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Design of thin film organic solar cells for optimum photovoltaic performance

Narayan, Monishka Rita (2013). Design of thin film organic solar cells for optimum photovoltaic performance. PhD Thesis, Charles Darwin University.

Document type: Thesis
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Author Narayan, Monishka Rita
Title Design of thin film organic solar cells for optimum photovoltaic performance
Institution Charles Darwin University
Publication Date 2013
Thesis Type PhD
Subjects 0599 - Other Environmental Sciences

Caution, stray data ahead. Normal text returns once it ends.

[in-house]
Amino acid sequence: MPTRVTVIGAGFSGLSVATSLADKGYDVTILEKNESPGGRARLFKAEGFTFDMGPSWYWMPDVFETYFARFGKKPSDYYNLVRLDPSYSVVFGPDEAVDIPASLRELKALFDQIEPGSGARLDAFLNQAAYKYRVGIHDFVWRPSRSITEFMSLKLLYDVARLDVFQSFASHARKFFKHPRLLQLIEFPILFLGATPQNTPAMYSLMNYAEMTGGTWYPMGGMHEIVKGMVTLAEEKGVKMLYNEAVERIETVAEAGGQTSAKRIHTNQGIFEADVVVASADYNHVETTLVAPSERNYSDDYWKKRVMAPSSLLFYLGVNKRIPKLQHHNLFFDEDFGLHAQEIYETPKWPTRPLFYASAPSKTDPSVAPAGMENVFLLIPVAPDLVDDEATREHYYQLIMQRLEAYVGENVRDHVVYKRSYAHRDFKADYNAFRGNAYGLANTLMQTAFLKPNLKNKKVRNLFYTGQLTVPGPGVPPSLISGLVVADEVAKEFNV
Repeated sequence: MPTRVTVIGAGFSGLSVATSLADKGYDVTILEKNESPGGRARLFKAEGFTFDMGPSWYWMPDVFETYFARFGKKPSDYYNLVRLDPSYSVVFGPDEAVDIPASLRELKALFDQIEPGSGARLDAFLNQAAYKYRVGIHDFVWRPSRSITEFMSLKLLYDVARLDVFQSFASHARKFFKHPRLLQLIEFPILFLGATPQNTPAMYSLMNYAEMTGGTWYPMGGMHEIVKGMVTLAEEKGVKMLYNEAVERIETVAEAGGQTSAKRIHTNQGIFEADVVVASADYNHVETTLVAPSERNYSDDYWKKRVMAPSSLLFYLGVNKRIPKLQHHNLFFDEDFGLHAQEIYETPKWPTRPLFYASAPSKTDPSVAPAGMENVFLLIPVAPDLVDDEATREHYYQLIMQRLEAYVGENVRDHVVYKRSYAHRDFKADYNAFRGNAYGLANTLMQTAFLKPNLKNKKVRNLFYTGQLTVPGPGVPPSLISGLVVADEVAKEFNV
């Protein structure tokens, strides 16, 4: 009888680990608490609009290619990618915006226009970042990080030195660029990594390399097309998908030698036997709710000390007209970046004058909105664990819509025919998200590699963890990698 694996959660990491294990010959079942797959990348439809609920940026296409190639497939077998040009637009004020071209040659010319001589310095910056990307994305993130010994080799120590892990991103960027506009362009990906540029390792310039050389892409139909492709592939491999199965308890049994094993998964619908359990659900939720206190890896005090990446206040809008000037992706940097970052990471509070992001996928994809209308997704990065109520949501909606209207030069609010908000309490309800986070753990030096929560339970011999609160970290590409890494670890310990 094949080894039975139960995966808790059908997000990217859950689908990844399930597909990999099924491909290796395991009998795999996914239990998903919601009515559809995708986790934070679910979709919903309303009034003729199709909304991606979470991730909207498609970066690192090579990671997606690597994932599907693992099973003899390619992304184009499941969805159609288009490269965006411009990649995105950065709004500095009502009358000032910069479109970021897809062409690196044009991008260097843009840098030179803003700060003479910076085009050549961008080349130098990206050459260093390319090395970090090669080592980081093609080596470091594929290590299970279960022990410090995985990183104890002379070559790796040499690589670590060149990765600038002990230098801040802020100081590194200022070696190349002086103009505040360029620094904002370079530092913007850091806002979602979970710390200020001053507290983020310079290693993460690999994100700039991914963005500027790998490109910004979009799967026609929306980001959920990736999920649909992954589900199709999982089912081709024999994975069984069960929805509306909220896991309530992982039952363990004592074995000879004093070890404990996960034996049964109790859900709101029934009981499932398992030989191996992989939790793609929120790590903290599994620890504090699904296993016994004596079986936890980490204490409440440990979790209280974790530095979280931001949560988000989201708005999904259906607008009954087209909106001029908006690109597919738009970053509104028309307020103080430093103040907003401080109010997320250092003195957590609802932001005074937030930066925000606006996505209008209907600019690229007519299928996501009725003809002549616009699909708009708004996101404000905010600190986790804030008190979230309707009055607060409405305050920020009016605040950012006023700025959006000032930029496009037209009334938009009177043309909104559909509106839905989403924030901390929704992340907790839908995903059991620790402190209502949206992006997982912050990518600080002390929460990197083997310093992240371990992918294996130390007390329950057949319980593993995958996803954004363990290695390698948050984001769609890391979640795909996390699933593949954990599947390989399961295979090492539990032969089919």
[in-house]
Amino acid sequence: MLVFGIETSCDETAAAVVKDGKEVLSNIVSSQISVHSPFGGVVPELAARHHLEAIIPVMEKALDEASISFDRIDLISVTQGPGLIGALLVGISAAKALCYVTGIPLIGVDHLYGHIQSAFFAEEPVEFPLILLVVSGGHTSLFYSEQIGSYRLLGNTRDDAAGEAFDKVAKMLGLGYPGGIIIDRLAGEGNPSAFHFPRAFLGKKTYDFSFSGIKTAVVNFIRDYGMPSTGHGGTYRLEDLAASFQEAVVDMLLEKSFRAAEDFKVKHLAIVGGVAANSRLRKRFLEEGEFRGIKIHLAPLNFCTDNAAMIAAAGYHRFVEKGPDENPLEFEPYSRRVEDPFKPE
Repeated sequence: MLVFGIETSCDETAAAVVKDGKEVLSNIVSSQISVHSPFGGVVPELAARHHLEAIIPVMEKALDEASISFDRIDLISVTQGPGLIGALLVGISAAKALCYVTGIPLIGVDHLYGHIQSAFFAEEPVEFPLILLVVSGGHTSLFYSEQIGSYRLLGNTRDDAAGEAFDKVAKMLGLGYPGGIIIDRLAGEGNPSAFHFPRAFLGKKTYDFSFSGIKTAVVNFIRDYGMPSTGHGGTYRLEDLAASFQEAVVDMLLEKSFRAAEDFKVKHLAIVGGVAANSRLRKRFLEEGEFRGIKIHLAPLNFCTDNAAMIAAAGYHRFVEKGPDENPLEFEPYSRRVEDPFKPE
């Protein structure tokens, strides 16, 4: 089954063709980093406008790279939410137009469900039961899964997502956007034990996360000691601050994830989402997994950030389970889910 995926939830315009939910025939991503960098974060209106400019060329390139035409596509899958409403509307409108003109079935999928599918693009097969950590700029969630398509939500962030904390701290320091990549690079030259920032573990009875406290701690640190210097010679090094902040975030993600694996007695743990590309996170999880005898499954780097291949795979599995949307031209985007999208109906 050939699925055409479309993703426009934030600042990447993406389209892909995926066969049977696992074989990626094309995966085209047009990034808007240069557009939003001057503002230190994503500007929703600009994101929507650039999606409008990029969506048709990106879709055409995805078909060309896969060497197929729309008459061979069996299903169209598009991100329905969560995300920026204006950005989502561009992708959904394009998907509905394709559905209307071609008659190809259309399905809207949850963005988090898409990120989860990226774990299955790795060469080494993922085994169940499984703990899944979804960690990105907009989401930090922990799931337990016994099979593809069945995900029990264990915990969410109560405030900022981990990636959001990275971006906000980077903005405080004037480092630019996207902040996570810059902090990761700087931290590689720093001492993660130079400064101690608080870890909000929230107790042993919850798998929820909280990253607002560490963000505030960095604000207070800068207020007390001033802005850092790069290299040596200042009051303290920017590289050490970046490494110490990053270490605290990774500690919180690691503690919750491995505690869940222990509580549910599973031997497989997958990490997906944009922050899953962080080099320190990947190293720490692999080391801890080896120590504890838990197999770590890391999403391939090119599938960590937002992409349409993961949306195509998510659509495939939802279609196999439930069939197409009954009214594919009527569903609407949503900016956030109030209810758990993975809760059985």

Abstract Organic solar cells are a class of thin film solar cells that offer advantages of low-cost, flexibility, inexpensive fabrication techniques and large-scale production. However, the performance and stability of organic solar cells limit their commercialization. In this thesis, a theoretical study is carried out on the various operation mechanisms, including photo-generation of excitons, diffusion and dissociation of excitons and separation of charge carriers to their respective electrodes, in bulk-heterojunction organic solar cells. The analysis of results obtained from the above theoretical works is used in simulating optimal designs for two types of organic solar cells; bulk-heterojunction and hybrid structures. In this thesis, after the introductory chapter 1, the rates of excitation, diffusion and dissociation of excitons in bulk-heterojunction solar cells are derived, respectively, in the next three chapters of this thesis using the corresponding interaction operators, transition matrix elements and Fermi’s golden rule. The rate of excitation of singlet excitons is derived using the usual exciton-photon interaction operator as perturbation and that of triplet excitons is obtained using the new time-dependent exciton-spin-orbit-photon interaction operator which depends on the atomic number of the constituting atoms. Thus, the influence of incorporation of heavy metal atoms on the photo-generation of triplet excitons is also studied. The effect of excitonic binding energy and diffusion length on the performance of bulk-heterojunction solar cells is presented. A dissociation mechanism for the Frenkel excitons into free charge carriers at the donor-acceptor interface is proposed and possible loss mechanisms in bulk-heterojunction organic solar cells are discussed. In addition, the study of the optical properties of bulk-heterojunction and hybrid organic solar cells is presented in Chapter 5, together with their designs, which are optimized using the semiconducting thin film optics simulation software (SETFOS). The layer thicknesses have been optimized with respect to maximum photon absorption in the active layer and the optimal designs thus obtained produce high power conversion efficiencies of 12.87% and 4.70% in the bulk-heterojunction and hybrid organic solar cells, respectively. These efficiencies are found to be notable enhancements from their corresponding current experimental power conversion efficiencies. The results of this investigation are expected to contribute towards the fabrication of high-efficiency bulk-heterojunction and hybrid organic solar cells.

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